February 7 – February WASDE Action Plan for Soybean Prices

On Thursday, all eyes will be on the USDA’s monthly WASDE report. For soybean producers, we’re focused on two major factors. Let’s dive into them right now.

On Thursday, all eyes will be on the USDA’s monthly WASDE report. For soybean producers, we’re focused on two major factors. Let’s dive into them right now.

First, U.S. carryout. Last month, the agency pegged that carry-out figure at 12.8 MMT. Most analysts are projecting an increase overall.

Right now, sentiment isn’t very strong about U.S. soybean sales. We’ve seen a string of weakness in export sales and inspections. So far this year, sales of U.S. soybeans are off 14% from the pace last year. The reason: China is buying more and more soybeans from Brazil due to stronger protein content.

Second, we want to see what adjustments are made by the USDA to production in Brazil and Argentina.

Last month the USDA estimated the carryout would be 470 million bushels (12.8 million mt).

Over the last week, we’ve seen private economic groups and analysts down in Argentina make downward revisions to the size of the nation’s crop. Hot, dry conditions have battered the region for weeks, prompting analysts to slash yield expectations by double digits.

The USDA set its Argentine number to 56 MMT in January.

The Buenos Aires Grain Exchange recently said it will be 51 MMT. Rabobank says 51.5 MMT.

We’ve seen analysts set an average projection for this month to a downward revision just under 54 MMT.

But as we have noted, the USDA can be very sluggish when it comes to revisions at this point of the year. They sometimes take a very conservative approach. Anything above 53.5 MMT will likely weigh negatively on soybean crops.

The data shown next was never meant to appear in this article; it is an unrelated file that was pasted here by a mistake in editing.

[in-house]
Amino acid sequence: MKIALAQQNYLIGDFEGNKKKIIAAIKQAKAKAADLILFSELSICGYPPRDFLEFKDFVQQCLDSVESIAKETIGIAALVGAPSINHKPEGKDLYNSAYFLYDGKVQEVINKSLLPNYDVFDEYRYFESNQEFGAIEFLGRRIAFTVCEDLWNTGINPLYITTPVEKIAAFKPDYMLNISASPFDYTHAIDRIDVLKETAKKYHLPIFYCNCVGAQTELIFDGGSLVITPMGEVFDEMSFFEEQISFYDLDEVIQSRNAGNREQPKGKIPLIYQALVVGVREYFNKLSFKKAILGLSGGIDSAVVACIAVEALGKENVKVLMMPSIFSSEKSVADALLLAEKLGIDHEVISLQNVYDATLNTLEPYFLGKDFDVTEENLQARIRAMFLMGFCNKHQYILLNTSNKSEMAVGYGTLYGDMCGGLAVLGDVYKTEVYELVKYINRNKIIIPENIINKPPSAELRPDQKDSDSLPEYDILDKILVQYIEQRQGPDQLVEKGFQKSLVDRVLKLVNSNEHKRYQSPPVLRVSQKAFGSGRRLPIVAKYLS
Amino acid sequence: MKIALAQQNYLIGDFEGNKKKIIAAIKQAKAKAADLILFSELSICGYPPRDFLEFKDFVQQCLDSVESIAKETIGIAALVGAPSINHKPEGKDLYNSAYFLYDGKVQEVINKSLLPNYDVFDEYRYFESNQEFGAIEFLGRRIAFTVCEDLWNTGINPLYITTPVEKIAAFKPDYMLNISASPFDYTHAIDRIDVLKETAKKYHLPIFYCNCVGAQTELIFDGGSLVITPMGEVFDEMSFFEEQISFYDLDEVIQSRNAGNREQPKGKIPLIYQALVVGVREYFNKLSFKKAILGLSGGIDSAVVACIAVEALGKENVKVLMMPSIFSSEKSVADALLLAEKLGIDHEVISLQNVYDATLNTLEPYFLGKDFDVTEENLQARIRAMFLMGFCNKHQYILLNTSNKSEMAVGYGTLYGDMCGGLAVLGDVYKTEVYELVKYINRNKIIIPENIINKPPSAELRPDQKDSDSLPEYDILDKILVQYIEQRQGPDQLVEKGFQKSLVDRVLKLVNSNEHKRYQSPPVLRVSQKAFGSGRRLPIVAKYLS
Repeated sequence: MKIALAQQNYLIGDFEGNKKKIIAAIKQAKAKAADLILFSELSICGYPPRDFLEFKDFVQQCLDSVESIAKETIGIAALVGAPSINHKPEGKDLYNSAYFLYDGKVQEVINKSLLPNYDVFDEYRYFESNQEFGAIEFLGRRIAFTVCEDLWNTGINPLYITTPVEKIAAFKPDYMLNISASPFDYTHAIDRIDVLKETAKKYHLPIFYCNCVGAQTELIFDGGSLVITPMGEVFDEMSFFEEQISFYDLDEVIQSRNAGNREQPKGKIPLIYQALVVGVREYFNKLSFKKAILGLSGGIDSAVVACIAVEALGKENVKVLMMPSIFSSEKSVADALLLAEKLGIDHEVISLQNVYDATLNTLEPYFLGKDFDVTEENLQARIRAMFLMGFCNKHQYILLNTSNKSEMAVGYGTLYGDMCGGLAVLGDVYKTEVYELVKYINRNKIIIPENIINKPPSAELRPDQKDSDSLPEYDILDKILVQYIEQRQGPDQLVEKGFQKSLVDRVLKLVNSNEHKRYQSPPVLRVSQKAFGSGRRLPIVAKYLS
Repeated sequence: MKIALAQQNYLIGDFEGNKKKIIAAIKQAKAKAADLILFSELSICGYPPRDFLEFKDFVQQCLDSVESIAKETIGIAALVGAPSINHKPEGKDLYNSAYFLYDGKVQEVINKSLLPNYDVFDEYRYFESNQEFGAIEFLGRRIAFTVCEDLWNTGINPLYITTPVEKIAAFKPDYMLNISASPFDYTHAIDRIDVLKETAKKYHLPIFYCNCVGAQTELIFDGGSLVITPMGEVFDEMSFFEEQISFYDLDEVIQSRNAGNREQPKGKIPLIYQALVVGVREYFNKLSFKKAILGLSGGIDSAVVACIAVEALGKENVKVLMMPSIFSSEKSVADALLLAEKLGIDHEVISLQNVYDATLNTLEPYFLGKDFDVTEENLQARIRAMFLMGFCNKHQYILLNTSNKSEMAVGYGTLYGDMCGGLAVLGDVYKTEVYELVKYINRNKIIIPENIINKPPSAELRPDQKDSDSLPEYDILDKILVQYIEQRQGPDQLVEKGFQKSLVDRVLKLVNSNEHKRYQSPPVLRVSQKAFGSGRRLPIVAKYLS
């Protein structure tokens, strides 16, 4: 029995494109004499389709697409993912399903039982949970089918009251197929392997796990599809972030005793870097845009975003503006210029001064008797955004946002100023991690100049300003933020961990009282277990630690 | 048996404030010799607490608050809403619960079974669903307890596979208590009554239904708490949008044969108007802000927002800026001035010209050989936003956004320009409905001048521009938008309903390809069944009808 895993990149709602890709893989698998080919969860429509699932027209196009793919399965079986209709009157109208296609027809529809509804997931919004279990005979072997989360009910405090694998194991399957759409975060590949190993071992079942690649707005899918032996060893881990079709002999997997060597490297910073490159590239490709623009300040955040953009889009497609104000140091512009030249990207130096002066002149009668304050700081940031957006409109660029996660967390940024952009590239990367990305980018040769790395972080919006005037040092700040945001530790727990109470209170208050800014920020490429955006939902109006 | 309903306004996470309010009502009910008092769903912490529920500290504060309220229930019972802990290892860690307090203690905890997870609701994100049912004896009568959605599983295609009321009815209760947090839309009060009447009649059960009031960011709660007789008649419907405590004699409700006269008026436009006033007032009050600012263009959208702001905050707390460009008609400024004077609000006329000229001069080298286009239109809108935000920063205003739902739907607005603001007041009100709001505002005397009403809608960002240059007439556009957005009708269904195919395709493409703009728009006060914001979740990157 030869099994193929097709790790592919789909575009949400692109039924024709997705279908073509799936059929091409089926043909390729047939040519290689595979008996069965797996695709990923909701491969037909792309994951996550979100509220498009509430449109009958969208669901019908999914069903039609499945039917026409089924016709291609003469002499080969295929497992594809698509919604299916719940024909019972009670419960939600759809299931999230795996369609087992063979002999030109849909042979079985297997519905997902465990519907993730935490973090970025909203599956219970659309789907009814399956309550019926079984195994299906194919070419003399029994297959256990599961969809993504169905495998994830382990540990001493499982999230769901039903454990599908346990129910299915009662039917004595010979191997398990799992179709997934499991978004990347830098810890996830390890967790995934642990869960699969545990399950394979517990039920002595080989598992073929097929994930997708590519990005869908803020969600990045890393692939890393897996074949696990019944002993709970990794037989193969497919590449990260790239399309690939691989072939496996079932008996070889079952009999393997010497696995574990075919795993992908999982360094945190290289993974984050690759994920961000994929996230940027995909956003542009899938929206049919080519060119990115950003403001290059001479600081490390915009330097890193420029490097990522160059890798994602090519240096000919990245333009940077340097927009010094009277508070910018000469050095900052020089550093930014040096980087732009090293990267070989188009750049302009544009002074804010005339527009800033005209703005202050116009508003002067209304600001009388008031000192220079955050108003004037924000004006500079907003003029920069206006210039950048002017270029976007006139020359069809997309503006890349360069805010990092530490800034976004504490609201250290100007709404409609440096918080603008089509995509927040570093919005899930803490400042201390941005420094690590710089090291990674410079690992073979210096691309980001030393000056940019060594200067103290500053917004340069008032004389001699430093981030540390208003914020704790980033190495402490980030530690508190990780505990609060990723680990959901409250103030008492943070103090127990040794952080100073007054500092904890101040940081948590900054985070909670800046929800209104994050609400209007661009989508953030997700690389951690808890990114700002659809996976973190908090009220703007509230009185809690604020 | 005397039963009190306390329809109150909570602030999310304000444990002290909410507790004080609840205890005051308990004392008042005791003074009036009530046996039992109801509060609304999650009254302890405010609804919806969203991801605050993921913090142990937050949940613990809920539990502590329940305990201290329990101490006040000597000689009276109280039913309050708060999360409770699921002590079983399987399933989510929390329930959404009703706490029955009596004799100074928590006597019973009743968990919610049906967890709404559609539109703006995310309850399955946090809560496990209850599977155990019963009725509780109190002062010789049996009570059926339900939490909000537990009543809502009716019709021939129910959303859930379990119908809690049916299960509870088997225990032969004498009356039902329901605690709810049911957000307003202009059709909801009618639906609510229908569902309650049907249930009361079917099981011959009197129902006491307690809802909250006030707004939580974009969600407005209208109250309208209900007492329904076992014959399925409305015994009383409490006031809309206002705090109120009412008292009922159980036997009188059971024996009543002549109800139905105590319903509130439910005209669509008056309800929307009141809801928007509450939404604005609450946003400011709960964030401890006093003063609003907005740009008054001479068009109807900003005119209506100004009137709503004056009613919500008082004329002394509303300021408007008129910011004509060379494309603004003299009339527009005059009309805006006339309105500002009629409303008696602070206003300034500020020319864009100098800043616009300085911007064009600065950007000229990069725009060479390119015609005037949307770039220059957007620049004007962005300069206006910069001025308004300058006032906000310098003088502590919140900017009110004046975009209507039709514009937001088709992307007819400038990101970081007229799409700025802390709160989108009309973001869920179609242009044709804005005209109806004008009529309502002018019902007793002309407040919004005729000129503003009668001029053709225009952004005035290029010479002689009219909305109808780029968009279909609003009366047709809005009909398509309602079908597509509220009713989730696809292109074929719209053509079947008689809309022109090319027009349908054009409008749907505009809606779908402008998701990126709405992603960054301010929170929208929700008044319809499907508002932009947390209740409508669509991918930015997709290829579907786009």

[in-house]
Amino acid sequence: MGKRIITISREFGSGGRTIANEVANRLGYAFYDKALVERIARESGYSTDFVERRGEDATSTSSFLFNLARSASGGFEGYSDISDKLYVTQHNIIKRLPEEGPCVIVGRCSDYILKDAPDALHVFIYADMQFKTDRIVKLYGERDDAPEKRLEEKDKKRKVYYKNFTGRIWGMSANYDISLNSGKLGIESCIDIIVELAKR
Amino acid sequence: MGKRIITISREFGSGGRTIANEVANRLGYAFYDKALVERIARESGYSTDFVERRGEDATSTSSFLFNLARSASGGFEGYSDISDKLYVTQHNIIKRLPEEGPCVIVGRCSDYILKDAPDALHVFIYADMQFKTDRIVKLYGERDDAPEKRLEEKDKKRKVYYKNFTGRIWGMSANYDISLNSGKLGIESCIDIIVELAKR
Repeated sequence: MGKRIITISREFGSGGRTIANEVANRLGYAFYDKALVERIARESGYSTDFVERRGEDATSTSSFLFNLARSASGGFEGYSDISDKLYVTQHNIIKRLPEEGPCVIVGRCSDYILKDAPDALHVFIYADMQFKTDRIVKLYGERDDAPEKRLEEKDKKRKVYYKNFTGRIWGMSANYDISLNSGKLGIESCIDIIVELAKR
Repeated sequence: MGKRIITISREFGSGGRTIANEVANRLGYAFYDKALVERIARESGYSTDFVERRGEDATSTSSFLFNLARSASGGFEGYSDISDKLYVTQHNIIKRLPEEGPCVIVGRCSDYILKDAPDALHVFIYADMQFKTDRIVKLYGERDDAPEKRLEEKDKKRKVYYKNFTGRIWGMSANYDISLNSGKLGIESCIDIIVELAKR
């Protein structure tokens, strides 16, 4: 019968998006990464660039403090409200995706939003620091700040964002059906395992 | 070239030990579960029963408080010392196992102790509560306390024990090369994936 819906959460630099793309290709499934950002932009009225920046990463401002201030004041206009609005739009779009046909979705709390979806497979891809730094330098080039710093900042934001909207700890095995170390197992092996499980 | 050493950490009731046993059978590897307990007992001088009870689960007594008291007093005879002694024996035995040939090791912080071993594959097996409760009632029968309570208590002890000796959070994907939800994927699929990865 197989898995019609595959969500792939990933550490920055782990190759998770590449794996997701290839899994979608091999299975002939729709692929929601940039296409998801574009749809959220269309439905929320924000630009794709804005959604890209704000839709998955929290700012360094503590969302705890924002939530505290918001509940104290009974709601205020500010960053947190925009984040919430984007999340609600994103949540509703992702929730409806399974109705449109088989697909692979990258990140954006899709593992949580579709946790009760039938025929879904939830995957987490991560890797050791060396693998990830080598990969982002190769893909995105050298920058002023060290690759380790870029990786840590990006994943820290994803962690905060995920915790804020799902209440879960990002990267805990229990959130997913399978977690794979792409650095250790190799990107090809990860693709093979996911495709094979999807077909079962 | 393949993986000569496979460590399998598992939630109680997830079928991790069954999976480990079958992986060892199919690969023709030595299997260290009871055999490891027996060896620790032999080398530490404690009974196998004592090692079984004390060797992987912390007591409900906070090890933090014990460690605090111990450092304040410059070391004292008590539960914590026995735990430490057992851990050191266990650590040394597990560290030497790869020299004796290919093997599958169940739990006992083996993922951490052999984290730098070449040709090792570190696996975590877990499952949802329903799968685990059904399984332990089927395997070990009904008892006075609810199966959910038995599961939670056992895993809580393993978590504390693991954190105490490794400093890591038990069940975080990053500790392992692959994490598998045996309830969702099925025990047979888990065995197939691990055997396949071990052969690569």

Meanwhile, there’s another factor that could hurt in South America. Many analysts anticipate that the agency will increase its estimate for Brazil’s crop. Last year’s record crop was 114 MMT.

In January, the USDA pegged the Brazilian crop at 110 MMT. Any increase would not only offset expected cuts from Argentina, it could affect global carryout and U.S. export figures in negative way.

We’ll be back on Thursday after the release to discuss prices. If this report surprises, we may be on the verge making a sale in the next 48 hours. Stay tuned.

About the Author
Garrett Baldwin

Garrett Baldwin is a content strategist and editor at FarmLead. He covers the global grain markets and public policy issues related to the agricultural industry. He is a graduate of the Medill School of Journalism at Northwestern University. He also holds a Master’s Degree in Economic Policy from The Johns Hopkins University, an MS in Agricultural Economics from Purdue University, and an MBA in Finance from Indiana University.